The Israeli government has Okayed the demolition of a Palestinian Bedouin village in the desert Negev region to make room for a Jewish settlement, despite protests by residents and NGO groups.
A special cabinet meeting session at the Ben-Gurion heritage institute in Sde Boker in the Negev, approved construction plans for Hiran and Kassif Jewish communities, following demolition of the Umm al-Hiran Bedouin village.
Prime Minister Benjamin Netanyahu approved the decision saying that it will accomplish the vision of Israel's first Prime Minister David Ben-Gurion. The cabinet meeting session took place on the fortieth anniversary of Ben-Gurion's death.
Ben-Gurion called the Negev "Zionism's final frontier".
Netanyahu said that Ben-Gurion "very much wanted to achieve" the purpose of colonising the whole Negev.
Umm al-Hiran, which houses 500 residents, was set up by the Bedouin al-Qia'an tribe in 1956 after a decade-long dispute with Israel. The Bedouins had been evicted by Israeli soldiers from their homes in the north-western part of Negev, near Kibbutz Shoval, following the 1948 Palestinian exodus, known as Nakba.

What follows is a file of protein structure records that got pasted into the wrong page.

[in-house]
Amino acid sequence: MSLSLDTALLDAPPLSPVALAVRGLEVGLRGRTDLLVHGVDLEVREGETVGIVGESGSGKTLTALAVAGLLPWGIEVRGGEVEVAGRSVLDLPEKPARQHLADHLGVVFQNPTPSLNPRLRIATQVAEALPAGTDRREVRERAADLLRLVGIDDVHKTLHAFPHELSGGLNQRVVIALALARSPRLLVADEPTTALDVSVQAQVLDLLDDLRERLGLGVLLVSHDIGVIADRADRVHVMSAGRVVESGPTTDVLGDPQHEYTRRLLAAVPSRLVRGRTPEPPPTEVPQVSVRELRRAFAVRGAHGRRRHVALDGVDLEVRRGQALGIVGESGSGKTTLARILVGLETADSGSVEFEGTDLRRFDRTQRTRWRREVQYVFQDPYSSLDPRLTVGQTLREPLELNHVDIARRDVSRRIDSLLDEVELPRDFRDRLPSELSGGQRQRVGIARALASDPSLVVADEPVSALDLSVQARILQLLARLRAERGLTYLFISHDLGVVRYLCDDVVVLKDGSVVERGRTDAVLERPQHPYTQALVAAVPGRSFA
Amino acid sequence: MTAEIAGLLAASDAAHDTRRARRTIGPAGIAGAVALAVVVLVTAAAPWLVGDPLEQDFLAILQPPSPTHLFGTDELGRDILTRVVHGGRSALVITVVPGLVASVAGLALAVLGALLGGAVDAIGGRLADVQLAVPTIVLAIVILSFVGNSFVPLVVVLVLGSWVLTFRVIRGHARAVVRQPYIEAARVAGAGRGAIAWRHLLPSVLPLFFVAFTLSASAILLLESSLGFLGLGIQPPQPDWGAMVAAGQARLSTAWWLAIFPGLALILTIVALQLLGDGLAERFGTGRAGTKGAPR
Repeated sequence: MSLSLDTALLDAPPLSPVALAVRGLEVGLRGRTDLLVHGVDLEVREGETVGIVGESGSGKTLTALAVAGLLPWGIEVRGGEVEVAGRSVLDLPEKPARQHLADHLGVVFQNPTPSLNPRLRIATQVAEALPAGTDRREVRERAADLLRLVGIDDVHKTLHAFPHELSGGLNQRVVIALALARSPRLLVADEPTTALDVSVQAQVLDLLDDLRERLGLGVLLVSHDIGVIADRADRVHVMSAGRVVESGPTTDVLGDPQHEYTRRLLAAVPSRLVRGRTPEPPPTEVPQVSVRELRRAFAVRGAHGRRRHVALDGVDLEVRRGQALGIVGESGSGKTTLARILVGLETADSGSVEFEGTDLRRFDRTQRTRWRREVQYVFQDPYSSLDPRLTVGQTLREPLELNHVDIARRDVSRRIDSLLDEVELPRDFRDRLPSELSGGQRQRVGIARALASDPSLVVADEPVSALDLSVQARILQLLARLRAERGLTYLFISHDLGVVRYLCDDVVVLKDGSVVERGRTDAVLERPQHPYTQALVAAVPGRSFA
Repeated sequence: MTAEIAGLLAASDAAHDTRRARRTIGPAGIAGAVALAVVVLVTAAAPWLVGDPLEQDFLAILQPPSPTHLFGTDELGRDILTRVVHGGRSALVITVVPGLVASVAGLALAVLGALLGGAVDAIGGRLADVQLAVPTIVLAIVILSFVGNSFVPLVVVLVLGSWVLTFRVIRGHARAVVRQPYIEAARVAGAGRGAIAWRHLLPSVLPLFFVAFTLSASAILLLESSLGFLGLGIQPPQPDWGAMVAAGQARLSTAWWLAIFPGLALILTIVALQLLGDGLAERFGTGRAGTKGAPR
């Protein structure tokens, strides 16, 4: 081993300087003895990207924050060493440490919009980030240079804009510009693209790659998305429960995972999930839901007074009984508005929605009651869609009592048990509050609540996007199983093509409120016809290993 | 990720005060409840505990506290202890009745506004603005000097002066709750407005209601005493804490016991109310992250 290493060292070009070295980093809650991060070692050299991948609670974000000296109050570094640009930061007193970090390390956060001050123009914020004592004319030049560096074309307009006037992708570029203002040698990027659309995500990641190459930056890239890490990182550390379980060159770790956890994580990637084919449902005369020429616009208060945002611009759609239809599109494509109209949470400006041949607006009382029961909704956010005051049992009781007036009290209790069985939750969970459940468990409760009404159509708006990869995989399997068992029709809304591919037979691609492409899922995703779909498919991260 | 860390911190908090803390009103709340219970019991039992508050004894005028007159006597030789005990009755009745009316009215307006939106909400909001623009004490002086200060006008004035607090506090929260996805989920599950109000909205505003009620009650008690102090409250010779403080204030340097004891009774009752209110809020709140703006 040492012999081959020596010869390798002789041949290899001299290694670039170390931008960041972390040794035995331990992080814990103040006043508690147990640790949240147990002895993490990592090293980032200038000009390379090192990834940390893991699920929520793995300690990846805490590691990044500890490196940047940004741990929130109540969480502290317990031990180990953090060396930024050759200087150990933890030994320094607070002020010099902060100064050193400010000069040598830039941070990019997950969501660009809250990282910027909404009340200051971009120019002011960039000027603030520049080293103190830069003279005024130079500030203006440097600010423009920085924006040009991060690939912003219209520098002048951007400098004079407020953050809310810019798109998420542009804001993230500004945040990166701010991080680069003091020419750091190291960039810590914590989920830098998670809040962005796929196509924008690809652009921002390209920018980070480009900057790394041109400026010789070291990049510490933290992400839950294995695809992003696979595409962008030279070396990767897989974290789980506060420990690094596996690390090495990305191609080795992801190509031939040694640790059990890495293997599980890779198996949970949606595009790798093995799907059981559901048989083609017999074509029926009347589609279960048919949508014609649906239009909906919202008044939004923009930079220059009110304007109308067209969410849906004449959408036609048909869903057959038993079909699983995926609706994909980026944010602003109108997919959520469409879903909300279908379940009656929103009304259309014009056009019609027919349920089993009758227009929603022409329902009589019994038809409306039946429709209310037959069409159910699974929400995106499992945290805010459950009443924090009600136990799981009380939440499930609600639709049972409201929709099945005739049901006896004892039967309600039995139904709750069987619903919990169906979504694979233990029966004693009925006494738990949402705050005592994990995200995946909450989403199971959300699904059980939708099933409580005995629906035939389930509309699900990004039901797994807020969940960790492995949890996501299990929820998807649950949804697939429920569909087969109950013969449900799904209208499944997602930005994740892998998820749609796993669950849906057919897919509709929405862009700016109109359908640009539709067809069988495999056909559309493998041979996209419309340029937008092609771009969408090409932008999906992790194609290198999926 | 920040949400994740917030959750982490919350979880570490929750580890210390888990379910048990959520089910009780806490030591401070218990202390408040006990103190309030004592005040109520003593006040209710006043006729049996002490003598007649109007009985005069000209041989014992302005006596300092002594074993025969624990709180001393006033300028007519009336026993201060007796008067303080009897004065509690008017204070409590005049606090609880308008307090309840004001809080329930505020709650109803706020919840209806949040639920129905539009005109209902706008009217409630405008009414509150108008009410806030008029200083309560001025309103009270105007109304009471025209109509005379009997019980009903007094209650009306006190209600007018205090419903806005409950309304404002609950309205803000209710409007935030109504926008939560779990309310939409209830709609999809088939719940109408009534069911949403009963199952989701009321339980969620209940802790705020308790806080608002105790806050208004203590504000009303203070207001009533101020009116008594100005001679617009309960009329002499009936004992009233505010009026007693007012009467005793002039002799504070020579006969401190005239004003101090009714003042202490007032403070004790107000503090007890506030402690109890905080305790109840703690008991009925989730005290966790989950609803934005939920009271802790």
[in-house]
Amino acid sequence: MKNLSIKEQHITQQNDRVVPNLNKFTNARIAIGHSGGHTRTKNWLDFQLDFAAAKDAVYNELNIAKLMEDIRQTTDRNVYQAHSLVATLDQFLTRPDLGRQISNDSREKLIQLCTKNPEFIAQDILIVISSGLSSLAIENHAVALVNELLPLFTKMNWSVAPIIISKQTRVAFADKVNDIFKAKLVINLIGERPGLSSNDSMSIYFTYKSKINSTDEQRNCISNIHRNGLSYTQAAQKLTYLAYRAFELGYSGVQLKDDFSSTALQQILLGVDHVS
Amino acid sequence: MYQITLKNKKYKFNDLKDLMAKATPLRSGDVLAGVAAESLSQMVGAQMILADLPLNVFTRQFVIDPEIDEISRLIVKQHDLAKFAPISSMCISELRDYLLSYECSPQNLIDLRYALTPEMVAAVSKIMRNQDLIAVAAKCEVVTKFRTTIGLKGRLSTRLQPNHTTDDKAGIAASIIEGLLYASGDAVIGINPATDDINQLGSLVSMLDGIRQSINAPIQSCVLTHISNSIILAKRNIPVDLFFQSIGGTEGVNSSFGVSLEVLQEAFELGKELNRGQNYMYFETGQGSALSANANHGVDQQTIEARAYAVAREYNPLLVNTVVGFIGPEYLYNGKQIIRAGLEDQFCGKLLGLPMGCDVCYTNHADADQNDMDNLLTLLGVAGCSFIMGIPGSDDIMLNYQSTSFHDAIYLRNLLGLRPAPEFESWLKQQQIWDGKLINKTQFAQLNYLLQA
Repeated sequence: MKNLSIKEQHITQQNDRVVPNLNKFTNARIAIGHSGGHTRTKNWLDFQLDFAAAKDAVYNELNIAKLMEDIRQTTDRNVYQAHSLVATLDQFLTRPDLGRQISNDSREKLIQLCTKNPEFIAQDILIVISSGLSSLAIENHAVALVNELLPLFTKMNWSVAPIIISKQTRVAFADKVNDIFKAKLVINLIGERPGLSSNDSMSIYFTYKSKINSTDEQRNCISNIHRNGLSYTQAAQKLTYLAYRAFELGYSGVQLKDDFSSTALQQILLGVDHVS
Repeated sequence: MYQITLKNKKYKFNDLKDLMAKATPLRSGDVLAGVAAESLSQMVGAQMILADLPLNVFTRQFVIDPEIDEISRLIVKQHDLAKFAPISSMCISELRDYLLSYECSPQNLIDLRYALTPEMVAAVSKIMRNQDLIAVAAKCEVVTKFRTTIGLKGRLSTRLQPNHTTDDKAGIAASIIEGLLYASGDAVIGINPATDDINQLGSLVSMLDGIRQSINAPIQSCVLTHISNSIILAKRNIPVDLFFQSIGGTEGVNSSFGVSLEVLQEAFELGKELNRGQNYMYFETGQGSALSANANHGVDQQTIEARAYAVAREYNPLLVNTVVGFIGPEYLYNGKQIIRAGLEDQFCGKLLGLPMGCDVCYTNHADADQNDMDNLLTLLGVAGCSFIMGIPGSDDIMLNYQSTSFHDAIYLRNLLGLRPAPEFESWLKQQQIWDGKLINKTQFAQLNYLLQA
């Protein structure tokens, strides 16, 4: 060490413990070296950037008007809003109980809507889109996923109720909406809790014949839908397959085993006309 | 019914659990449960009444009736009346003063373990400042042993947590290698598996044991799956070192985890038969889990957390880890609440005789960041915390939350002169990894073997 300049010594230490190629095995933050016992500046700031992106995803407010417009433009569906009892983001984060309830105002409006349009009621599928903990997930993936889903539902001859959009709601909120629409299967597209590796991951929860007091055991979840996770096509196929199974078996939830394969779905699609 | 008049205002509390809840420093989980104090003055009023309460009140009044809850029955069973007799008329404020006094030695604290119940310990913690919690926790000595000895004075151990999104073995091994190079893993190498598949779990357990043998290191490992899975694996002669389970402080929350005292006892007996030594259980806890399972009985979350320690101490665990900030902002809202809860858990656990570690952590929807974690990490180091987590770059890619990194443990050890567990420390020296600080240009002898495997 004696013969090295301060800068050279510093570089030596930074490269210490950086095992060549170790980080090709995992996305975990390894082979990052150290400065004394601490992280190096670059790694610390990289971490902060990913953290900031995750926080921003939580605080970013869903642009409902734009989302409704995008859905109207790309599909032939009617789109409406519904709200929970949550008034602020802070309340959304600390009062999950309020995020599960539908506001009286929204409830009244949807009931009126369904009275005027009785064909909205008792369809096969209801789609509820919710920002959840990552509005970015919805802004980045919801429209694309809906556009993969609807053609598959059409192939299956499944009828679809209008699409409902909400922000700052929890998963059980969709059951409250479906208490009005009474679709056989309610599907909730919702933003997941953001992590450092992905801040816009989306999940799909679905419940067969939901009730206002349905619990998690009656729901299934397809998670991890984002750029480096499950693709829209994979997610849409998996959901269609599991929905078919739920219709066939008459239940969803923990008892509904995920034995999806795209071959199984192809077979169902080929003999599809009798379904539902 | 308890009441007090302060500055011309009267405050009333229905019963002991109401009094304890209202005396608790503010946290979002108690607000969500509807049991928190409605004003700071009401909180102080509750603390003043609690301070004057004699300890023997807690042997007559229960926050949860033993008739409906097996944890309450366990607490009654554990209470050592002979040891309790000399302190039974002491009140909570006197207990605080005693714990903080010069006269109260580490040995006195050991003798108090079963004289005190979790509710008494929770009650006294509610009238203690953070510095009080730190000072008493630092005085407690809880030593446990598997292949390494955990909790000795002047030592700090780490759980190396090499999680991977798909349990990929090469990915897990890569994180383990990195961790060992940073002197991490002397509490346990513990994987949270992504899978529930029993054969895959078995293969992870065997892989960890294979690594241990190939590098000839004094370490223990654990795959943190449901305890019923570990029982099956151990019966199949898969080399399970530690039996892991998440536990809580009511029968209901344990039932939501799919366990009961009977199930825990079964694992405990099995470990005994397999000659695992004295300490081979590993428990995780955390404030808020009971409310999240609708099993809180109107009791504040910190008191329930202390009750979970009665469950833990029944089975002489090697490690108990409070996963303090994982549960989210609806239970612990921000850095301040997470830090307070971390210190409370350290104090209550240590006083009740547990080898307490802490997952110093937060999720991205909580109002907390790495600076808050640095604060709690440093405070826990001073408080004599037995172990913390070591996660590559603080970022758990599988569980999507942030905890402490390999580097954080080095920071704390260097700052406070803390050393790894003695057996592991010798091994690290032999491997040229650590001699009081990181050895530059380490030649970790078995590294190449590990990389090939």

Umm al-Hiran is not officially recognised by the Israeli state and lacks infrastructure and electricity.
The planned settlement includes about 2,500 housing units and its population will be formed by religious and secular communities. The Bedouin residents have been asked to accept several other places to live, but they have refused, calling Israel's treatment "discriminatory".
Villagers and NGO activists demonstrated outside the cabinet meeting and four were arrested by police. The Supreme Court is expected to rule on an appeal filed by Umm al-Hiran against the planned eviction.
Member of Knesset Michal Rozin has condemned the government's decision. "There is plenty of land to settle in the Negev," Rozin said. "Unwarranted harm to a weakened population does not strengthen the Negev and certainly does not strengthen Israel."
The Israeli Society for the protection of nature is also opposed to the government's planning decision. "The development of new communities, which includes the construction of housing and infrastructure, damages the area, reduces the amount of open space, interrupts the continuity of open spaces and leads to the destruction of habitats as well as ecological damage," a statement issued by SPNI read.